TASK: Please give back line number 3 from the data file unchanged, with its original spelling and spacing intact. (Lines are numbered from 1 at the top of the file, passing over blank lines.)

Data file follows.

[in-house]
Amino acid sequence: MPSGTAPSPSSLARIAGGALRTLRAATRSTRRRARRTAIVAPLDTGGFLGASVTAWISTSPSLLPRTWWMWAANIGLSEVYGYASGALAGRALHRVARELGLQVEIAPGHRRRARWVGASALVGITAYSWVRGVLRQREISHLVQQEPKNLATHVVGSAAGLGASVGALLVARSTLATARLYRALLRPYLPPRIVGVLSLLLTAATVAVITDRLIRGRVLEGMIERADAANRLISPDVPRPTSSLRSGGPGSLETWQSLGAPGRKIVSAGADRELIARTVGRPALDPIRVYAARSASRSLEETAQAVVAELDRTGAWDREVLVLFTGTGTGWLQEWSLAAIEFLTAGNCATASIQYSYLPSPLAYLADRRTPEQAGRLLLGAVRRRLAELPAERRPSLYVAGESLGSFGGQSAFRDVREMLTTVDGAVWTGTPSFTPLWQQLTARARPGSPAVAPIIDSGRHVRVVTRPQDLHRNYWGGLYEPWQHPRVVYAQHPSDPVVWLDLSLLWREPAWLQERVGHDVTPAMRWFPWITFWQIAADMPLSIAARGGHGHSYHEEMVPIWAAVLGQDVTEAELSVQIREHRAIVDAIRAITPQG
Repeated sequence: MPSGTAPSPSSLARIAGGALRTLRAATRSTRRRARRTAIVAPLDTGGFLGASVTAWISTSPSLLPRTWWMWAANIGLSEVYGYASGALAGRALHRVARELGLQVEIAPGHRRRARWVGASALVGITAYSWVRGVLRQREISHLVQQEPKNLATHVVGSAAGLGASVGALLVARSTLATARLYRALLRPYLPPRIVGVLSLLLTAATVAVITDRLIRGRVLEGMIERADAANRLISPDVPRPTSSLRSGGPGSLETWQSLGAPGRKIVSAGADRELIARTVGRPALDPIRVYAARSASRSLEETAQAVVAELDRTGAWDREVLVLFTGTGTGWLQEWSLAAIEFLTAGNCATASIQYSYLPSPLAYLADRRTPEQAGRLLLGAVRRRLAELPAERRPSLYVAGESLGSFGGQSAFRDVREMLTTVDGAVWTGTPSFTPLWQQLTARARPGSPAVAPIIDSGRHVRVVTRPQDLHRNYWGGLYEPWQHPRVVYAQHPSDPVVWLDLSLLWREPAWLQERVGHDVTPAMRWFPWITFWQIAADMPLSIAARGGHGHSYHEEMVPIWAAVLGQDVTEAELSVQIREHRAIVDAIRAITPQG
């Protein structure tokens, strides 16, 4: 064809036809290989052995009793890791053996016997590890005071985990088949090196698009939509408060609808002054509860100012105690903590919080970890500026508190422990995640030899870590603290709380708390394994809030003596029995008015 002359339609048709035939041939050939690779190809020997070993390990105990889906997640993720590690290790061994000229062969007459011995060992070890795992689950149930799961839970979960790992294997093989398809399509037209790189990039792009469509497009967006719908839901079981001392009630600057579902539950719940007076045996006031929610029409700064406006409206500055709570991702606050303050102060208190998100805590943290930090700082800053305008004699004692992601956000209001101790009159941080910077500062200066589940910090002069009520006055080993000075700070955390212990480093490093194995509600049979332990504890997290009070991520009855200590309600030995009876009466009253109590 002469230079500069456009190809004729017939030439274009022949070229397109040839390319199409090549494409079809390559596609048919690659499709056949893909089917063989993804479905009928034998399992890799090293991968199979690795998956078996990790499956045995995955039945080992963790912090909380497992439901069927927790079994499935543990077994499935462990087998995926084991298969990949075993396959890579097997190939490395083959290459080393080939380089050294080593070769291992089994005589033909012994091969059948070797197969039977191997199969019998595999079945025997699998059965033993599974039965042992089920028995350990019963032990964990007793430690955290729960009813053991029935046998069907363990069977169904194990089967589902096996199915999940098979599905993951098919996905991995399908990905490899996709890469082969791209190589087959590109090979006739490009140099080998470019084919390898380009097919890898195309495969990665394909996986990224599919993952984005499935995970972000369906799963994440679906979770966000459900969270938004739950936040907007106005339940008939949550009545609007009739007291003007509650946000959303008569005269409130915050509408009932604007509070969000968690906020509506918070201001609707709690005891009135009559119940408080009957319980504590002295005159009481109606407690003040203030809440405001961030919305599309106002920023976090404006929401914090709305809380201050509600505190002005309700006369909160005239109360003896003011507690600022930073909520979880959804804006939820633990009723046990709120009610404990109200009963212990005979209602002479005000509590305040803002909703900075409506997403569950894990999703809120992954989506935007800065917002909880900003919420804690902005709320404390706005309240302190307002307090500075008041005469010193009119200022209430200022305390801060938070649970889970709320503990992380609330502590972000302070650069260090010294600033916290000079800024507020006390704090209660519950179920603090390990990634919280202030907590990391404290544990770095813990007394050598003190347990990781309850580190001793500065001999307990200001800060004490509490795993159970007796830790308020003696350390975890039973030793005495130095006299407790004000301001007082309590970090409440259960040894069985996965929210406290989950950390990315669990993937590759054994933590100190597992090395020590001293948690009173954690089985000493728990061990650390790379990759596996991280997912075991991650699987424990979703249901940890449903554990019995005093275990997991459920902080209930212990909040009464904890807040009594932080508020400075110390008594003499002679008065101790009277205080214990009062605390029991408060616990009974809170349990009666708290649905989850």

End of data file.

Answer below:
Repeated sequence: MPSGTAPSPSSLARIAGGALRTLRAATRSTRRRARRTAIVAPLDTGGFLGASVTAWISTSPSLLPRTWWMWAANIGLSEVYGYASGALAGRALHRVARELGLQVEIAPGHRRRARWVGASALVGITAYSWVRGVLRQREISHLVQQEPKNLATHVVGSAAGLGASVGALLVARSTLATARLYRALLRPYLPPRIVGVLSLLLTAATVAVITDRLIRGRVLEGMIERADAANRLISPDVPRPTSSLRSGGPGSLETWQSLGAPGRKIVSAGADRELIARTVGRPALDPIRVYAARSASRSLEETAQAVVAELDRTGAWDREVLVLFTGTGTGWLQEWSLAAIEFLTAGNCATASIQYSYLPSPLAYLADRRTPEQAGRLLLGAVRRRLAELPAERRPSLYVAGESLGSFGGQSAFRDVREMLTTVDGAVWTGTPSFTPLWQQLTARARPGSPAVAPIIDSGRHVRVVTRPQDLHRNYWGGLYEPWQHPRVVYAQHPSDPVVWLDLSLLWREPAWLQERVGHDVTPAMRWFPWITFWQIAADMPLSIAARGGHGHSYHEEMVPIWAAVLGQDVTEAELSVQIREHRAIVDAIRAITPQG